BOISE — Sweeping tax cuts proposed Tuesday by Idaho lawmakers would slash assessments on all income brackets and lower the sales tax from 6% to 5.3% beginning next year.
The complex, 17-page proposal was introduced in a House committee after Republican Gov. Brad Little called for $450 million in tax relief, including $295 million in one-time cuts and $160 million in permanent tax cuts. The proposed bill estimates it would result in $284 million in tax relief a year.
Despite the pandemic, Idaho has a budget surplus of about $600 million. Officials attribute much of that to federal virus relief funds and an influx of new residents.
The bill introduced in the House Revenue and Taxation committee would also eliminate a grocery tax credit that amounts to $100 a year for most people and $120 for those 65 and over. It would leave sales taxes on groceries in place.
Lawmakers in the legislation estimate eliminating the grocery credit would save the state about $165 million in fiscal years 2022 and 2023. The plan would also tap into a tax relief fund for about $100 million a year. That money comes from sales taxes on online sales.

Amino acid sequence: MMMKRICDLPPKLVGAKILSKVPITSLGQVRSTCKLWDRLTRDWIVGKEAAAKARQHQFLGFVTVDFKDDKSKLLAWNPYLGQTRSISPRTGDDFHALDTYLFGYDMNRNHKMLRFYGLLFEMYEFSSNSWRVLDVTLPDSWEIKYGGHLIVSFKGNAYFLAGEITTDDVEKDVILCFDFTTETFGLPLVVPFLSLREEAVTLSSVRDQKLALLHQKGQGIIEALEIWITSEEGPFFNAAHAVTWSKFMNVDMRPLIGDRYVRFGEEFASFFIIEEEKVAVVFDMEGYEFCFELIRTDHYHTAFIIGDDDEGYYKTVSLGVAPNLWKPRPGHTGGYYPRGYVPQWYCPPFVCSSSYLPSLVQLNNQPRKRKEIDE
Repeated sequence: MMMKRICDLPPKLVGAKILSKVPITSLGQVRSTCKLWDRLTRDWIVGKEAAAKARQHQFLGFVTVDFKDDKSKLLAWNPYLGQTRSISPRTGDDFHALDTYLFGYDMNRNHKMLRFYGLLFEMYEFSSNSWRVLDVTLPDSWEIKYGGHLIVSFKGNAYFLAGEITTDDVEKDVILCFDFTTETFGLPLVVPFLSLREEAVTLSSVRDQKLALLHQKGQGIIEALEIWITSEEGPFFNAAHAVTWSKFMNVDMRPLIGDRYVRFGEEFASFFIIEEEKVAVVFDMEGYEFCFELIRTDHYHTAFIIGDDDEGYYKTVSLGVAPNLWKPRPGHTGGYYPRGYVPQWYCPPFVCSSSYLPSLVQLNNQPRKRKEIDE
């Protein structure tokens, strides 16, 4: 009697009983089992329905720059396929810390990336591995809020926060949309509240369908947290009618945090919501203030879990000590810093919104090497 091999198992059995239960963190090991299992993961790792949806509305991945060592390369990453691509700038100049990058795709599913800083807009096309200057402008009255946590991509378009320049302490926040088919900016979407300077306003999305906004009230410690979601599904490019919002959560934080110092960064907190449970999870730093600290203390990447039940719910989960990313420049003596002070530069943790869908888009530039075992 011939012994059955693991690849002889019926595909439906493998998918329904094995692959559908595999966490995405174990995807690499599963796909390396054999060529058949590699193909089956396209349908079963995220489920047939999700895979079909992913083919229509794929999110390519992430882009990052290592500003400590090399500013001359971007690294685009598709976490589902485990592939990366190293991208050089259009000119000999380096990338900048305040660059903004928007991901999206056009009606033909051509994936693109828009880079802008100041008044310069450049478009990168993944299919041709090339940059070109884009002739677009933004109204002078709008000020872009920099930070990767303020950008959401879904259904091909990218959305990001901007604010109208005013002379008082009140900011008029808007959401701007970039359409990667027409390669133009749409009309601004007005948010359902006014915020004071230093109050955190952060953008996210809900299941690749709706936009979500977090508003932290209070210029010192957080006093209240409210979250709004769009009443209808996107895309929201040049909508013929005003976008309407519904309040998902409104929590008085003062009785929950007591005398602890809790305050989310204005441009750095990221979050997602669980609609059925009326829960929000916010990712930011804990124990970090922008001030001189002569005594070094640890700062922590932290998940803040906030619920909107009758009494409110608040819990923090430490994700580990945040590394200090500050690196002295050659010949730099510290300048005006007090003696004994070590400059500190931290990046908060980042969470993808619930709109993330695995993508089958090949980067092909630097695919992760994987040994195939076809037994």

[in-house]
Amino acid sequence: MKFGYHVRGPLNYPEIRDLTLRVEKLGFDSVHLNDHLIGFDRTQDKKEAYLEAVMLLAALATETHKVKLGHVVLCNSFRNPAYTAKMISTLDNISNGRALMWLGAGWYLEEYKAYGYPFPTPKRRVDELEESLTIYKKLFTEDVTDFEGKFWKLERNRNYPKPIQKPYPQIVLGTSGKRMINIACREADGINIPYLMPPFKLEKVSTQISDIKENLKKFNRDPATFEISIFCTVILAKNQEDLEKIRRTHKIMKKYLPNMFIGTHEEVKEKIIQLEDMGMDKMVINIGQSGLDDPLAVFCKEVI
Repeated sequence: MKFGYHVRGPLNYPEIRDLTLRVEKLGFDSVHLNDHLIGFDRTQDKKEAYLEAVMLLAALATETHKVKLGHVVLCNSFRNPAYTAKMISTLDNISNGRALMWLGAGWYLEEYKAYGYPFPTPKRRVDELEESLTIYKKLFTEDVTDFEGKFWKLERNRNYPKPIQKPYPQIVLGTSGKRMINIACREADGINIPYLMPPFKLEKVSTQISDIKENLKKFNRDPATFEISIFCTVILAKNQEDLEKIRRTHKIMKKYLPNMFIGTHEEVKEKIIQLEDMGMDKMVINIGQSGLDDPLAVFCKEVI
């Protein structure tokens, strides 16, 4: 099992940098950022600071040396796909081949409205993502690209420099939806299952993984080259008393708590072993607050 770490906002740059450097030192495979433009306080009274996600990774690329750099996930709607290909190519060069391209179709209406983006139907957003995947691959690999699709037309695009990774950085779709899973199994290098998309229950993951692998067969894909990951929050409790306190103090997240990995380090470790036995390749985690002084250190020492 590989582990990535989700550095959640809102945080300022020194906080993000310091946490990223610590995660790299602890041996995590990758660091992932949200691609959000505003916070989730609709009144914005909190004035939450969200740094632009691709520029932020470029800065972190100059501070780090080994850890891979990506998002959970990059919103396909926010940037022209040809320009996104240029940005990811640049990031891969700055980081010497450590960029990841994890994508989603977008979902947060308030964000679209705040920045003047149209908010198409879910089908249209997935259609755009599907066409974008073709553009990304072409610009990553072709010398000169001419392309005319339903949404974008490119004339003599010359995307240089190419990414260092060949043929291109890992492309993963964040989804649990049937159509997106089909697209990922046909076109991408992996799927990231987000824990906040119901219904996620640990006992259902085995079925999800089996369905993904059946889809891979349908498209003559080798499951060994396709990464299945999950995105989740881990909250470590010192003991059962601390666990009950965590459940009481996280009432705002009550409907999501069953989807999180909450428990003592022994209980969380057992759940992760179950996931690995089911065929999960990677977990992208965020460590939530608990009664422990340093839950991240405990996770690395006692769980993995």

The proposal would reduce all income tax brackets and drop the top bracket from 6.925% to 6.5% retroactive to Jan. 1.
The cuts in sales tax, income tax and corporate tax would cost the state about $265 million in fiscal year 2022 and $435 million in fiscal year 2023, according to the legislation.
The bill estimates that all the provisions taken together would leave Idaho with a $100 million budget surplus spanning fiscal years 2022 and 2023.
The bill is sponsored by Republican House Speaker Scott Bedke and Republican House Majority Leader Mike Moyle. Also, Republican Rep. Steven Harris and Republican Sen. Jim Rice are listed as sponsors.
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